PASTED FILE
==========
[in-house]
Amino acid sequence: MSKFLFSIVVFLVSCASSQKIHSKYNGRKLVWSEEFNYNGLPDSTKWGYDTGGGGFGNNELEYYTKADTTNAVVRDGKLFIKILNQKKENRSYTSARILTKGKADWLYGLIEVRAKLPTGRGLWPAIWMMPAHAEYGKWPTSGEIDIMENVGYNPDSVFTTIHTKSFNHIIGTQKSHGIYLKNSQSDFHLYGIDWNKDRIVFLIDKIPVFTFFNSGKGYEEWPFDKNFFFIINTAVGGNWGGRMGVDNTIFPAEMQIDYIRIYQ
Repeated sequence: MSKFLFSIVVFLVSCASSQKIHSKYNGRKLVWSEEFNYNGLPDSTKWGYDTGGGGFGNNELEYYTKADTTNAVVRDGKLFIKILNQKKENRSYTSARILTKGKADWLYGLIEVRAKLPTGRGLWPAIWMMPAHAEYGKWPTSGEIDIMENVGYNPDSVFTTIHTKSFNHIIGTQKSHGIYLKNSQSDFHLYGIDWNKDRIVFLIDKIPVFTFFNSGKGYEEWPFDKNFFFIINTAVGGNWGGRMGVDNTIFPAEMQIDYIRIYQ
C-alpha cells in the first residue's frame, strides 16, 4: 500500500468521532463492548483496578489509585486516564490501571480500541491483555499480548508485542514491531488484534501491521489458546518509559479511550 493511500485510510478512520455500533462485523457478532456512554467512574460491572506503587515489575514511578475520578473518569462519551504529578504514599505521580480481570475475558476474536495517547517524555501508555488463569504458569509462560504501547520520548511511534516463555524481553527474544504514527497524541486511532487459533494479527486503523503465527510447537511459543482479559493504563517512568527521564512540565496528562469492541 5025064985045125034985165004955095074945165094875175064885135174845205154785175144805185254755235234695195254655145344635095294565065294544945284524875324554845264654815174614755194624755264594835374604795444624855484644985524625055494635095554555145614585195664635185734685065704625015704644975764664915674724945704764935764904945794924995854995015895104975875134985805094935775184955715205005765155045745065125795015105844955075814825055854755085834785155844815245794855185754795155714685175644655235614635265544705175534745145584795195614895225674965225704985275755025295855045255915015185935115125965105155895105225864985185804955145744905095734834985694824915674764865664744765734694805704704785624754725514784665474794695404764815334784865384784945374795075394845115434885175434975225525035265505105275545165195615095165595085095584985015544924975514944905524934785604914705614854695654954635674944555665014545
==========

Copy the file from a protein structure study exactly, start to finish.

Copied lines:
[in-house]
Amino acid sequence: MSKFLFSIVVFLVSCASSQKIHSKYNGRKLVWSEEFNYNGLPDSTKWGYDTGGGGFGNNELEYYTKADTTNAVVRDGKLFIKILNQKKENRSYTSARILTKGKADWLYGLIEVRAKLPTGRGLWPAIWMMPAHAEYGKWPTSGEIDIMENVGYNPDSVFTTIHTKSFNHIIGTQKSHGIYLKNSQSDFHLYGIDWNKDRIVFLIDKIPVFTFFNSGKGYEEWPFDKNFFFIINTAVGGNWGGRMGVDNTIFPAEMQIDYIRIYQ
Repeated sequence: MSKFLFSIVVFLVSCASSQKIHSKYNGRKLVWSEEFNYNGLPDSTKWGYDTGGGGFGNNELEYYTKADTTNAVVRDGKLFIKILNQKKENRSYTSARILTKGKADWLYGLIEVRAKLPTGRGLWPAIWMMPAHAEYGKWPTSGEIDIMENVGYNPDSVFTTIHTKSFNHIIGTQKSHGIYLKNSQSDFHLYGIDWNKDRIVFLIDKIPVFTFFNSGKGYEEWPFDKNFFFIINTAVGGNWGGRMGVDNTIFPAEMQIDYIRIYQ
C-alpha cells in the first residue's frame, strides 16, 4: 500500500468521532463492548483496578489509585486516564490501571480500541491483555499480548508485542514491531488484534501491521489458546518509559479511550 493511500485510510478512520455500533462485523457478532456512554467512574460491572506503587515489575514511578475520578473518569462519551504529578504514599505521580480481570475475558476474536495517547517524555501508555488463569504458569509462560504501547520520548511511534516463555524481553527474544504514527497524541486511532487459533494479527486503523503465527510447537511459543482479559493504563517512568527521564512540565496528562469492541 5025064985045125034985165004955095074945165094875175064885135174845205154785175144805185254755235234695195254655145344635095294565065294544945284524875324554845264654815174614755194624755264594835374604795444624855484644985524625055494635095554555145614585195664635185734685065704625015704644975764664915674724945704764935764904945794924995854995015895104975875134985805094935775184955715205005765155045745065125795015105844955075814825055854755085834785155844815245794855185754795155714685175644655235614635265544705175534745145584795195614895225674965225704985275755025295855045255915015185935115125965105155895105225864985185804955145744905095734834985694824915674764865664744765734694805704704785624754725514784665474794695404764815334784865384784945374795075394845115434885175434975225525035265505105275545165195615095165595085095584985015544924975514944905524934785604914705614854695654954635674944555665014545